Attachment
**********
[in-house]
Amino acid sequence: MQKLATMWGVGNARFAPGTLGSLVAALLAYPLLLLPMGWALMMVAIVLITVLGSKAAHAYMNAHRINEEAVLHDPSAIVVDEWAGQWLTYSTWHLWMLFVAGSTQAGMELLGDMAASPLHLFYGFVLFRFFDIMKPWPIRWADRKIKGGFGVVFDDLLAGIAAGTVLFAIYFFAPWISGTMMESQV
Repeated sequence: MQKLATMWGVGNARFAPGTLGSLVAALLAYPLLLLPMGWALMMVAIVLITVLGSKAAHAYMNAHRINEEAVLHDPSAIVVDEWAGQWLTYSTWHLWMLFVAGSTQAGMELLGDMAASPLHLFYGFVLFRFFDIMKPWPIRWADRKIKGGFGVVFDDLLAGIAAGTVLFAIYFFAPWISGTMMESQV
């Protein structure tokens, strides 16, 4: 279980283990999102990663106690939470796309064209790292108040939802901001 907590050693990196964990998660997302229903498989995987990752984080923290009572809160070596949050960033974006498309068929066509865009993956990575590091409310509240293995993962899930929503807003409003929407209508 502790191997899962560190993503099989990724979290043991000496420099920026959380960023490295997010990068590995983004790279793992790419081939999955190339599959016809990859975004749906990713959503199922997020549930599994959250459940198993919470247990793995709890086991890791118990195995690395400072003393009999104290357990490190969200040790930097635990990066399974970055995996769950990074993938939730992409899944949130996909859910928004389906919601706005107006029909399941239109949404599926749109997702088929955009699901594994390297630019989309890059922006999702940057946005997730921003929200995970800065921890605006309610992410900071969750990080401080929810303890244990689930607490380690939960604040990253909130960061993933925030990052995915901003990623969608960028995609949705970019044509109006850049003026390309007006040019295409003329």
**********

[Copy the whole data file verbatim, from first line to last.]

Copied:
[in-house]
Amino acid sequence: MQKLATMWGVGNARFAPGTLGSLVAALLAYPLLLLPMGWALMMVAIVLITVLGSKAAHAYMNAHRINEEAVLHDPSAIVVDEWAGQWLTYSTWHLWMLFVAGSTQAGMELLGDMAASPLHLFYGFVLFRFFDIMKPWPIRWADRKIKGGFGVVFDDLLAGIAAGTVLFAIYFFAPWISGTMMESQV
Repeated sequence: MQKLATMWGVGNARFAPGTLGSLVAALLAYPLLLLPMGWALMMVAIVLITVLGSKAAHAYMNAHRINEEAVLHDPSAIVVDEWAGQWLTYSTWHLWMLFVAGSTQAGMELLGDMAASPLHLFYGFVLFRFFDIMKPWPIRWADRKIKGGFGVVFDDLLAGIAAGTVLFAIYFFAPWISGTMMESQV
């Protein structure tokens, strides 16, 4: 279980283990999102990663106690939470796309064209790292108040939802901001 907590050693990196964990998660997302229903498989995987990752984080923290009572809160070596949050960033974006498309068929066509865009993956990575590091409310509240293995993962899930929503807003409003929407209508 502790191997899962560190993503099989990724979290043991000496420099920026959380960023490295997010990068590995983004790279793992790419081939999955190339599959016809990859975004749906990713959503199922997020549930599994959250459940198993919470247990793995709890086991890791118990195995690395400072003393009999104290357990490190969200040790930097635990990066399974970055995996769950990074993938939730992409899944949130996909859910928004389906919601706005107006029909399941239109949404599926749109997702088929955009699901594994390297630019989309890059922006999702940057946005997730921003929200995970800065921890605006309610992410900071969750990080401080929810303890244990689930607490380690939960604040990253909130960061993933925030990052995915901003990623969608960028995609949705970019044509109006850049003026390309007006040019295409003329």